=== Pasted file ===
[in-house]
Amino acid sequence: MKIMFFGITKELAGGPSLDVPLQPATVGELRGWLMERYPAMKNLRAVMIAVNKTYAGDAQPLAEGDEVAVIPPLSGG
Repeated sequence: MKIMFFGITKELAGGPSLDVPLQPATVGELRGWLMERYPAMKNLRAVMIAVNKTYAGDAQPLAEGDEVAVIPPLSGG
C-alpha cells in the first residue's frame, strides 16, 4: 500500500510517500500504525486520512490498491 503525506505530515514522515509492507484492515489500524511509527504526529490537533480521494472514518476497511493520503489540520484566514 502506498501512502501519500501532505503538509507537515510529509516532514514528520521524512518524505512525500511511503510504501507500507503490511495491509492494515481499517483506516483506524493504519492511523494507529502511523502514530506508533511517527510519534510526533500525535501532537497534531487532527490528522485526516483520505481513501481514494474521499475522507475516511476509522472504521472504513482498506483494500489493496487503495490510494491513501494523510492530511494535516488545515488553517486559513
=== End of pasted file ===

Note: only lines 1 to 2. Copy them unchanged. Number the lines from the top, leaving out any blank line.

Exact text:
[in-house]
Amino acid sequence: MKIMFFGITKELAGGPSLDVPLQPATVGELRGWLMERYPAMKNLRAVMIAVNKTYAGDAQPLAEGDEVAVIPPLSGG